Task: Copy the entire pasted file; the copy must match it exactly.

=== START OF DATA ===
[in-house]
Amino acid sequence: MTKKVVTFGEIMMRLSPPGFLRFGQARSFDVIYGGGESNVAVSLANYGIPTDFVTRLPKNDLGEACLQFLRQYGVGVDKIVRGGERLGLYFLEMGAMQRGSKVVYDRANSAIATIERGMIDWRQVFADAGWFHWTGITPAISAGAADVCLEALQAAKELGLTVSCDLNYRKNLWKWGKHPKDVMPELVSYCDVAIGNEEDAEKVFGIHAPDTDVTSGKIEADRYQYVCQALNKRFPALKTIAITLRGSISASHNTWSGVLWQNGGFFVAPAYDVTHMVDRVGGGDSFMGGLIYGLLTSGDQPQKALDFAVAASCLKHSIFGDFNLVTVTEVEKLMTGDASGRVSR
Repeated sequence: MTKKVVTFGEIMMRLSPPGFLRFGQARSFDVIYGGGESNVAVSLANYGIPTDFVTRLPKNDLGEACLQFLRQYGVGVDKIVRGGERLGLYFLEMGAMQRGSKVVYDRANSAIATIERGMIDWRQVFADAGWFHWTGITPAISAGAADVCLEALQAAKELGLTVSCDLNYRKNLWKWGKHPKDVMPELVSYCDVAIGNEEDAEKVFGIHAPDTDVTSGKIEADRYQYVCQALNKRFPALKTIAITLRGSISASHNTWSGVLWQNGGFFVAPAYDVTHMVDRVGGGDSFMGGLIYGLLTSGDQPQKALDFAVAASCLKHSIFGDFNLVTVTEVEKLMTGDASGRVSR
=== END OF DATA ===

[in-house]
Amino acid sequence: MTKKVVTFGEIMMRLSPPGFLRFGQARSFDVIYGGGESNVAVSLANYGIPTDFVTRLPKNDLGEACLQFLRQYGVGVDKIVRGGERLGLYFLEMGAMQRGSKVVYDRANSAIATIERGMIDWRQVFADAGWFHWTGITPAISAGAADVCLEALQAAKELGLTVSCDLNYRKNLWKWGKHPKDVMPELVSYCDVAIGNEEDAEKVFGIHAPDTDVTSGKIEADRYQYVCQALNKRFPALKTIAITLRGSISASHNTWSGVLWQNGGFFVAPAYDVTHMVDRVGGGDSFMGGLIYGLLTSGDQPQKALDFAVAASCLKHSIFGDFNLVTVTEVEKLMTGDASGRVSR
Repeated sequence: MTKKVVTFGEIMMRLSPPGFLRFGQARSFDVIYGGGESNVAVSLANYGIPTDFVTRLPKNDLGEACLQFLRQYGVGVDKIVRGGERLGLYFLEMGAMQRGSKVVYDRANSAIATIERGMIDWRQVFADAGWFHWTGITPAISAGAADVCLEALQAAKELGLTVSCDLNYRKNLWKWGKHPKDVMPELVSYCDVAIGNEEDAEKVFGIHAPDTDVTSGKIEADRYQYVCQALNKRFPALKTIAITLRGSISASHNTWSGVLWQNGGFFVAPAYDVTHMVDRVGGGDSFMGGLIYGLLTSGDQPQKALDFAVAASCLKHSIFGDFNLVTVTEVEKLMTGDASGRVSR